New York CT Scan Radiation Cancer Lawyer
Doctors may be overusing CT scans, the popular diagnostic tool that exposes patients to far more radiation than conventional X-rays, scientist in Manhattan report today.
The analysis by investigators at Columbia University Medical Center comes on the heels of another released this week by researchers at Brown University, who found pregnant women are being exposed to twice the amount of radiation through CT scans as they were in 1997.
Even though the amount of radiation absorbed by pregnant women is still small, a doubling of the radiation dosage in only a decade is cause for concern, experts say, because imaging procedures expose the developing fetus to gene-altering X-rays. Because 1997 and 2006, investigators found the number of imaging studies of all types performed on pregnant women increased by 121 percent. The greatest increases were in the number of CT scans.
In the latest research, reported in today's New England Journal of Medicine, Columbia's David Brenner and Eric Hall found the number of CT scans have dramaticall increased for everyone over the past 27 years. In 1980, there were only 3 million scans ordered annually in the United States. Now, an estimated 62 million CT exams are performed. The result, scientists say, is a marked increase in the average personal exposure, which has doubled since 1980.
Hall, a scientist at Columbia's Center for Radiological Research, said the analysis was driven by a key fact: "We know that radiation causes cause," he said of ionizing radiation's capacity to damage DNA, which can lead to mutations.
Brenner, also a scientist at the center, added that even though a doubling of radiation exposure has occurred for individuals, that amount of exposure currently does not reach a level of alarm.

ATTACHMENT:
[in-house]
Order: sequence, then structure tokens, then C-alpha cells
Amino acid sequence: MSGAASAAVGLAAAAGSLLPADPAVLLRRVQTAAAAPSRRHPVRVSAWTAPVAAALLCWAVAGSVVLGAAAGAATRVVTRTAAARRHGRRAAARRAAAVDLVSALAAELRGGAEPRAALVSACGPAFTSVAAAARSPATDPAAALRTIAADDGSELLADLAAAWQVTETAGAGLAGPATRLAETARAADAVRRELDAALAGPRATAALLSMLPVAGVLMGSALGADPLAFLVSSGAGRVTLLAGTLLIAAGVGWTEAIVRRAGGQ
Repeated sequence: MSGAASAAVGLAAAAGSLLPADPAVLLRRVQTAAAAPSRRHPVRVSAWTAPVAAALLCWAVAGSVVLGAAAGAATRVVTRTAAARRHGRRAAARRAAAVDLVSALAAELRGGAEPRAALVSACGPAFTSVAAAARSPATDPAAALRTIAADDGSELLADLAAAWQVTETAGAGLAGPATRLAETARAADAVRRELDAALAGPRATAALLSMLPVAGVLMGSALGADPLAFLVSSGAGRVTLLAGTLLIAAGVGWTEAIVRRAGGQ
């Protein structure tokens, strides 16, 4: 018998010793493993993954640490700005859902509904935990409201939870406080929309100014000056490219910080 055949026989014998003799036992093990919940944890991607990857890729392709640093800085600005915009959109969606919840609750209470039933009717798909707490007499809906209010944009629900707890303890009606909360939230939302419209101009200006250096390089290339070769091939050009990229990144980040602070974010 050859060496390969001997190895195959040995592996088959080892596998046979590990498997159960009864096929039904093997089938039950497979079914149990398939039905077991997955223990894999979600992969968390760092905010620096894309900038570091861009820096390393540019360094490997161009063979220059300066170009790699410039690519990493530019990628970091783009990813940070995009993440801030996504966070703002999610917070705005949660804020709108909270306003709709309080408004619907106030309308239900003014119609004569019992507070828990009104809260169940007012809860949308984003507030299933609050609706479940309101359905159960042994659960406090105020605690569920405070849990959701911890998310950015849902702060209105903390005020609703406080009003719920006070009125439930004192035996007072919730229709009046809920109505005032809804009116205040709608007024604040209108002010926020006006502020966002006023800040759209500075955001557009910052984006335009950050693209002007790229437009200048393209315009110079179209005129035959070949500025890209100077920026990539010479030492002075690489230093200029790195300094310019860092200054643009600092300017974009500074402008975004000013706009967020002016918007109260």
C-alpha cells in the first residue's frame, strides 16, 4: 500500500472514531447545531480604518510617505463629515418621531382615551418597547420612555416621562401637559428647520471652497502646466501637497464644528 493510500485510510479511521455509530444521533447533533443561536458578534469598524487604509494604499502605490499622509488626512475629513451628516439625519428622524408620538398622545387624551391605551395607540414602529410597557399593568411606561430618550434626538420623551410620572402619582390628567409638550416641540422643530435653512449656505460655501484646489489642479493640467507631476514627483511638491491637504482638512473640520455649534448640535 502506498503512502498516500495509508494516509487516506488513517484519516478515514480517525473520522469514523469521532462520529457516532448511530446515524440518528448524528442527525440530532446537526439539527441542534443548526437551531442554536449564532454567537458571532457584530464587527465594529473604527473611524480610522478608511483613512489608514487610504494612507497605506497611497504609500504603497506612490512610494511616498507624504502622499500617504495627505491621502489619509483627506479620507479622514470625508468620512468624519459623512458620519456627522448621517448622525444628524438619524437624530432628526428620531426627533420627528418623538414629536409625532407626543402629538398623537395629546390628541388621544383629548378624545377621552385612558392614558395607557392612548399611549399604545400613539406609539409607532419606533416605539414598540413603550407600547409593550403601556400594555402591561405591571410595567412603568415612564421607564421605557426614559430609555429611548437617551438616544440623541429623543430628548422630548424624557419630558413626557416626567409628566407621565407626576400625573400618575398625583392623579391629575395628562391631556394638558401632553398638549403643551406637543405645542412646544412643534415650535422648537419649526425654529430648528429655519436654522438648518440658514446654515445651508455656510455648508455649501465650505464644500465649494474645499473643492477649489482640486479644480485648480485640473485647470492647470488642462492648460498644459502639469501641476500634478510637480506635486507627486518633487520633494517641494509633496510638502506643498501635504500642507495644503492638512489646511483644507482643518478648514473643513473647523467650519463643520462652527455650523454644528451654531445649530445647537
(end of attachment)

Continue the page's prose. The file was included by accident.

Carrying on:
His concer centers on medicine's increasing reliance on CT scans, which he theorizes could ultimately lead to a public health crisis if usage continues to rise at the current rate.
CT scans, also known as CAT scans, for computerized axial tomography, produce three-dimensional X-ray images of structures in the body that are quickly taken in multiples and displayed on a screen. The technology can reveal abnormalities that are too small or too obscured to be revealed by conventional X-rays. As a tool, it has been vital in diagnosing trauma patients and those with cancer.
"The radiation dose from a CT scan is far larger than from a conventional X-ray," Brenner said. "It's 50 times to 100 times larger." But he conceded yesterday it has become a indispensable tool for oncology and other specialized areas of medicine.
He raises questions over so-called "defensive medicine."
"One of the most common examples of defensive medicine is when people come to an emergency room and are given a CT scan even without a diagnosis by a physician," he said.
Brenner also cited what he called controversial usages of CT scanning: whole-body scanning, virtual colonoscopy and CT scanning as a lung cancer screening technique.
Dr. Shahriyour Andaz, director of thoracic oncology at South Nassau Communities Hospital in Oceanside, strongly defends CT scanning for lung cancer screening. He said the technique is a low-dose method of searching for early tumors and benefits of the scan outweigh the risks. The technique, not widely used, is still in clinical trials.
"With lung cancer, the mortality is 100 percent. We have never had a patient die from a CT scan," Andaz said.
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